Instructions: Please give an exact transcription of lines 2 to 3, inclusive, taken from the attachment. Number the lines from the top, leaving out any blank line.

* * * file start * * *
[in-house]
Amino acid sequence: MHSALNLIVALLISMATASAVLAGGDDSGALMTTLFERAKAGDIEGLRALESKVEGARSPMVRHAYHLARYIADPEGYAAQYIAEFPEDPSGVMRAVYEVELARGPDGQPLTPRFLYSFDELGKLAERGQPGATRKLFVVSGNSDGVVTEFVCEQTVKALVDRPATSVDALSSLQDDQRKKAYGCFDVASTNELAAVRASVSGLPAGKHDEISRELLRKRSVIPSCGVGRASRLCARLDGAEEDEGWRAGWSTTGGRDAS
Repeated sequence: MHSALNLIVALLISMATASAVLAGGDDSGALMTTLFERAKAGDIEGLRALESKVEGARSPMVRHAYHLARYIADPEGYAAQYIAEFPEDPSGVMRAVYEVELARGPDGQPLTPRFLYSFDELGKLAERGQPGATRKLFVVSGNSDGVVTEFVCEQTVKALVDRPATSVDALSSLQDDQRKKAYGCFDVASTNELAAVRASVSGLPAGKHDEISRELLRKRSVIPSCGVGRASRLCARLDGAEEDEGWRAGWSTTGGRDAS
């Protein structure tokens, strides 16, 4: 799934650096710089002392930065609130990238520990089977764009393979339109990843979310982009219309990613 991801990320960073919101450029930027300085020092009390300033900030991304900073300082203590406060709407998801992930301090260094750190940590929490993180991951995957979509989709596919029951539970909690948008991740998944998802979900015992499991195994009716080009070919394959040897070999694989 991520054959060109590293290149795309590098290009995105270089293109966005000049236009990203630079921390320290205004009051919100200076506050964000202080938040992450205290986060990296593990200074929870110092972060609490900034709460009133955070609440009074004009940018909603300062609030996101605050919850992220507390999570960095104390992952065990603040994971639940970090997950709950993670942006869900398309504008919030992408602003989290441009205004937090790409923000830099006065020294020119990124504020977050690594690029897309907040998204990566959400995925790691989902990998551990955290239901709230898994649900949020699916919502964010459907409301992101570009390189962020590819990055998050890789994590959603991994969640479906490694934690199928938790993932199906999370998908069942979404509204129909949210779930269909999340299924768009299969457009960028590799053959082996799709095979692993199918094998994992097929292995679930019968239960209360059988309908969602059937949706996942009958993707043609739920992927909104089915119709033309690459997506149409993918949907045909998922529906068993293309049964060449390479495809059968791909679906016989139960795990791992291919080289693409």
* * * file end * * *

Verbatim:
Amino acid sequence: MHSALNLIVALLISMATASAVLAGGDDSGALMTTLFERAKAGDIEGLRALESKVEGARSPMVRHAYHLARYIADPEGYAAQYIAEFPEDPSGVMRAVYEVELARGPDGQPLTPRFLYSFDELGKLAERGQPGATRKLFVVSGNSDGVVTEFVCEQTVKALVDRPATSVDALSSLQDDQRKKAYGCFDVASTNELAAVRASVSGLPAGKHDEISRELLRKRSVIPSCGVGRASRLCARLDGAEEDEGWRAGWSTTGGRDAS
Repeated sequence: MHSALNLIVALLISMATASAVLAGGDDSGALMTTLFERAKAGDIEGLRALESKVEGARSPMVRHAYHLARYIADPEGYAAQYIAEFPEDPSGVMRAVYEVELARGPDGQPLTPRFLYSFDELGKLAERGQPGATRKLFVVSGNSDGVVTEFVCEQTVKALVDRPATSVDALSSLQDDQRKKAYGCFDVASTNELAAVRASVSGLPAGKHDEISRELLRKRSVIPSCGVGRASRLCARLDGAEEDEGWRAGWSTTGGRDAS